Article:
Book Review: Guidance and the Voice of God
This is Lauren Horn's review of Guidance and the Voice of God written by Phillip Jensen and Tony Payne (Matthias Media, 2012, 118 pages). This book is available online or in the bookstore.
God still speaks loud and clear. Are you listening?
Decision-making is inescapable. It’s something we do everyday. And for Christians our decisions are often compounded with questions of God’s will. We often ask, “What does God want me to do about X?” “Which job does God want me to take?” “How do I know if I’m in God’s will?” “What is his plan for my life?”
For many of us, pondering God’s will in our lives leads to feelings of anxiety, immobilization and second-guessing. We begin to operate as though his will for us is some unsolved mystery and each of us is Nancy Drew trying to piece together vague clues to decipher what he is saying. We see a cashier in a grocery store with red hair named Bobby and think, “Well my boyfriend has red hair and is named Bobby. That must be God giving me a sign to marry Bobby!” As humorous as this is, I admit that in my early days as a Christian I have fallen prey to this kind of amateur sleuthing.
However, in Phillip D. Jensen and Tony Payne’s book Guidance and the Voice of God they argue that God has provided us with knowledge of his will but that many of us spend our time asking the wrong questions of God and seeking to answer our questions with means he has not promised to give us. Jensen and Payne provide a Biblical overview of God’s will for our lives, how he guides us in it and what we are to do in response, ending with practical case studies regarding the church, work and marriage. Below are some points from the book that I found helpful in considering God’s will for my life.
1. God’s nature incites my confidence in him to adequately guide.
God does not complicate the decisions we make. Understanding who he is better helps us know how he works in our lives and what his plans are. As a sovereign creator he rules, sustains and owns everything in the world. He can use anything to achieve his purpose and plan. He can turn hearts and minds to follow his course (Prov. 16:9; 21:1). As the shepherd of his people, he deals intimately with his children and sometimes prods them with a firm staff to lead them to safety. As the planner, he guides the course of history. He makes a plan and brings it to fulfillment. We see the promise and plan of Christ as early as Genesis 3:15. Knowing these things about God, we can be encouraged that he is faithful to guide us and trust that he is powerful enough to accomplish his purposes in us and generous enough to act always for our good by leading us to himself.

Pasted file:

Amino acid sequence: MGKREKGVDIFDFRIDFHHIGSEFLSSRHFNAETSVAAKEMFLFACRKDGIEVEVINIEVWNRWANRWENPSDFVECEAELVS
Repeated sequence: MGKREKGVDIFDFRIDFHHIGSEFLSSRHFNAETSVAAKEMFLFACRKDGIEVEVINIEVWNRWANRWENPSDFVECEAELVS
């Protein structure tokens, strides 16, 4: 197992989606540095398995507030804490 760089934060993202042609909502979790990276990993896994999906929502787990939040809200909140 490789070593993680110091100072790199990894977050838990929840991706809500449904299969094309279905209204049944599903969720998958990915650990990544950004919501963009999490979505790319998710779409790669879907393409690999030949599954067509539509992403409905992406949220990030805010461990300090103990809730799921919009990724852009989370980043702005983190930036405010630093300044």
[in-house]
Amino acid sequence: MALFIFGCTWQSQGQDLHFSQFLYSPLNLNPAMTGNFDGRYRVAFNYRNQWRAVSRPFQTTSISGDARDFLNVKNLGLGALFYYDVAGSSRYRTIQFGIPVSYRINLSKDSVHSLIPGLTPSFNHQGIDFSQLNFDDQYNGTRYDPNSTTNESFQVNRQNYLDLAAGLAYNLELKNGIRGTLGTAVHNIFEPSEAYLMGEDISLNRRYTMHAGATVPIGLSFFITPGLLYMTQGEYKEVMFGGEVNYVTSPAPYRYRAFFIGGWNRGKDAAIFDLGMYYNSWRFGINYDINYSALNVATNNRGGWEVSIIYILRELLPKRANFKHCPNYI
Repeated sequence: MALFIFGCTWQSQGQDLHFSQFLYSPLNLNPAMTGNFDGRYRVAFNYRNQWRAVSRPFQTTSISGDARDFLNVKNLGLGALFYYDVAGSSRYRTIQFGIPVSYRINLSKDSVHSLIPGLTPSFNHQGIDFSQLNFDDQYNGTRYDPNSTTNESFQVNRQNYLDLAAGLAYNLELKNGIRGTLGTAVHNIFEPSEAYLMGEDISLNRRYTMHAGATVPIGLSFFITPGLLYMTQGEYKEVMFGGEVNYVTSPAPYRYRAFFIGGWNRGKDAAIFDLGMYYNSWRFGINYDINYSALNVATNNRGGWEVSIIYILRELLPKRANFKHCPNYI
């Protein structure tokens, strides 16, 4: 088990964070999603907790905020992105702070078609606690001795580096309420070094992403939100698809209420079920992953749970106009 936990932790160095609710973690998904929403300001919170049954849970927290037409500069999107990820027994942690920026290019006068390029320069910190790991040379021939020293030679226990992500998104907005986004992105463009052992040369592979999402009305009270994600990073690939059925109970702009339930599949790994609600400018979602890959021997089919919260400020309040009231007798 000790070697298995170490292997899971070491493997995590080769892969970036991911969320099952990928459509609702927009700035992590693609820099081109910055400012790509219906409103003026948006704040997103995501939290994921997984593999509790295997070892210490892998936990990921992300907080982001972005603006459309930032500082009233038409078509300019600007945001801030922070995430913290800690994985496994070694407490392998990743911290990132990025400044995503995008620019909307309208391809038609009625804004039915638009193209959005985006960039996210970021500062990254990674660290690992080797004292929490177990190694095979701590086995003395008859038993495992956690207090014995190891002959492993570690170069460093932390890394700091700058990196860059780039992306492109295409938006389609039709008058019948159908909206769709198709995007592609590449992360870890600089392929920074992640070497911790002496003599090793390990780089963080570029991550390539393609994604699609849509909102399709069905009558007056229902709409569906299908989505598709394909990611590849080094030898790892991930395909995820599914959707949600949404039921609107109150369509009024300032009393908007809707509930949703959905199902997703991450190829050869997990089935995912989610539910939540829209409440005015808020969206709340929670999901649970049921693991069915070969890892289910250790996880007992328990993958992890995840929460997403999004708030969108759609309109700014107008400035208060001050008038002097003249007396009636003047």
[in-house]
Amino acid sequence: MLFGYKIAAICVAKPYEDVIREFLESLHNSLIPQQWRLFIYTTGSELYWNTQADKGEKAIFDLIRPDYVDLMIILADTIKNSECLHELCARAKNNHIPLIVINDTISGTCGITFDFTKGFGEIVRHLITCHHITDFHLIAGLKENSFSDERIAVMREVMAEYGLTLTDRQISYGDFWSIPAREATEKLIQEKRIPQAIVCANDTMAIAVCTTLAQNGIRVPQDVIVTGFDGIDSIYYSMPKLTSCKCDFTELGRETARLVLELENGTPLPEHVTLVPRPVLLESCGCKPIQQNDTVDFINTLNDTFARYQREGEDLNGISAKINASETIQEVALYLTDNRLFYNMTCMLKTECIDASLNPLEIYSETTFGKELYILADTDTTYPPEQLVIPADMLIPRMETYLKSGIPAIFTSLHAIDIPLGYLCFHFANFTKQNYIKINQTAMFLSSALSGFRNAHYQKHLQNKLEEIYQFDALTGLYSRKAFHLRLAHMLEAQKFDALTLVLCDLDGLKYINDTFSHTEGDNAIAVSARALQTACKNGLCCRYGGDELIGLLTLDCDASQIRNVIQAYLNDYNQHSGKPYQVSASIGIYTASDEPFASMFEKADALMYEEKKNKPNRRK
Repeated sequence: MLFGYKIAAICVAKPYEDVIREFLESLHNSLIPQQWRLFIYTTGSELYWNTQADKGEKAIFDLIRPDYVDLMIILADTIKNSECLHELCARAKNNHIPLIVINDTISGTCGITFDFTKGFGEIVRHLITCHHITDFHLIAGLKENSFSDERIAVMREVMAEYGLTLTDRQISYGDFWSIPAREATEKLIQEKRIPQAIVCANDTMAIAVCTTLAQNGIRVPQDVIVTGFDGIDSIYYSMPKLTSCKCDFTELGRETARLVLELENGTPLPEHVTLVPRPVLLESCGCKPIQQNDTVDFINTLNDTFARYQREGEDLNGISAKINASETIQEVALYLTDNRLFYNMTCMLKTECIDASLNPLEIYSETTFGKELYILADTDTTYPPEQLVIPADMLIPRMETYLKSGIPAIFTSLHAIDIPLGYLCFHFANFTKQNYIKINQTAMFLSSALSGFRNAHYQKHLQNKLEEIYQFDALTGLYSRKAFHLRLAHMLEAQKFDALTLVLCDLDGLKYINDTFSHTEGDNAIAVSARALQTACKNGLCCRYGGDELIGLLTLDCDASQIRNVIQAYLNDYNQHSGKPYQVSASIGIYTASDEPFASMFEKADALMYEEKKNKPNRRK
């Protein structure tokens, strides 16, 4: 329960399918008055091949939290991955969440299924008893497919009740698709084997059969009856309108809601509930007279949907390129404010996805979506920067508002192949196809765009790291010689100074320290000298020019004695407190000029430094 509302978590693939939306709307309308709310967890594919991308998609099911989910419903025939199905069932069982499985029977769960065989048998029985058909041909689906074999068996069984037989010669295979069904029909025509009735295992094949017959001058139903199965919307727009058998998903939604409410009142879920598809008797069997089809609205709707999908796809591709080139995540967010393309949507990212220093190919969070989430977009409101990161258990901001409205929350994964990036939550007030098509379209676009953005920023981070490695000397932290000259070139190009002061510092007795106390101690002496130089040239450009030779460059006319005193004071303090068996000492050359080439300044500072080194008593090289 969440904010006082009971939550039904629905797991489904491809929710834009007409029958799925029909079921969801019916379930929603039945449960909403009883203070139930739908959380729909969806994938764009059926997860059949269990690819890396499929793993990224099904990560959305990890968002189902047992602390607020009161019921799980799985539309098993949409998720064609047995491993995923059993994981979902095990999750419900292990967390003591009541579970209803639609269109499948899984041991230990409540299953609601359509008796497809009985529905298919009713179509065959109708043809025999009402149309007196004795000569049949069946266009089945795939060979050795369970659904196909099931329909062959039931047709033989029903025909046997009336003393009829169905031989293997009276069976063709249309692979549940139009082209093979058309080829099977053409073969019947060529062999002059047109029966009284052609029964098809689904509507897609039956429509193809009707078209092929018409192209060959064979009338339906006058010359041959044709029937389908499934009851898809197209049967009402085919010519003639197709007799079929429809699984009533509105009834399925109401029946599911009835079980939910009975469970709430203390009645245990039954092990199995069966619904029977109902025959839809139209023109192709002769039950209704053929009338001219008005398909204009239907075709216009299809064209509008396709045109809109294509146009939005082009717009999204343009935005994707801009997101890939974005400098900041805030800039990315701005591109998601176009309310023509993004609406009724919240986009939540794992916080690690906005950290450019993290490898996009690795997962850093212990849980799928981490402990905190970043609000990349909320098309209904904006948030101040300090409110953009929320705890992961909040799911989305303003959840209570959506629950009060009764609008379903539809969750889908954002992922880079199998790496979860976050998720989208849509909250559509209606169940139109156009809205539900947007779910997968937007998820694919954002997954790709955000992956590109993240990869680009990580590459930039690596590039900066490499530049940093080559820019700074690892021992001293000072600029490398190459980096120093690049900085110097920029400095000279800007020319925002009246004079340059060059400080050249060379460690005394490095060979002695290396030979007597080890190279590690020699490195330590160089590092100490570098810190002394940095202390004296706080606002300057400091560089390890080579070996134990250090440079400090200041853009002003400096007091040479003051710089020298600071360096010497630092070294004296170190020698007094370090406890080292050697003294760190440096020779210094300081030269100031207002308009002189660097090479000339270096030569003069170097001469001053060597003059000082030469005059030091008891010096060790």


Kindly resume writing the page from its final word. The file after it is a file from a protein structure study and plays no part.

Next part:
2. God’s plan is revealed through his Son and his Spirit working through Scripture.
God does not promise to use any other means to reveal his plans to us so we should not expect visions or prophets anymore (Heb 1:1-3), but we can be assured that he has spoken to us through Christ, the Word made flesh. Christ reveals God’s plan of salvation to reconcile the world to himself, and his Spirit leads and guides us to live the way God wants us to live. It’s sounds simple enough, but this is the plan God has made known to us in Scripture. We should not anticipate signs, dreams or small voices to guide us, but as the New Testament instructs, be weary of false guides (Mark 7:6-13; Col 2:6-23; 2 Cor 11:4-5, 13-15).
3. God’s plan is to guide us to righteousness.
God’s plan for us is to become like Jesus. That is our ultimate good and his ultimate purpose. We are chosen to be holy and blameless, to receive an eternal inheritance as God’s children, to do good works and to be glorified (Eph 1:3-10; 1 Peter 1:3-5; Rom 8:28-30). Because this is God’s plan, we respond in faith and repentance and put to death the deeds of the body.
4. Not all decisions are matters of righteousness.
Decisions can fall into different categories. The authors have designated three: matters of righteous, good judgment and triviality. When Scripture is explicit with what to do and not to do, our response is to obey God’s word. Disobeying puts us outside of God’s will, as do sinful motivations. These are matters of righteousness. However, matters of good judgment are often mistakenly designated as matters of righteousness. These are decisions that are not in the right or wrong category, such as “Should I take this job or go back to school?” We can consider specific factors and search Scripture for perspectives but at the end of the day if it’s not a matter of right or wrong then either decision is pleasing to God. We can move forward confidently trusting that our decision is within his will. Lastly, matters of triviality are decisions that can sap up much of our time but have little or no relevance in light of the other two categories.
Guidance and the Voice of God is an instructive, encouraging and easy-to-read book that promotes God’s intimate interest in his children, reminding us that God still guides, his will for our lives is fully revealed by Christ and his word and that his purposes for guiding are ultimately to conform us into the image of his Son. I would urge anyone who has questions about God’s will to read this book and take heart that God has taken great pains to ensure you are not without guidance and purpose. He has made known to us the mystery of his will.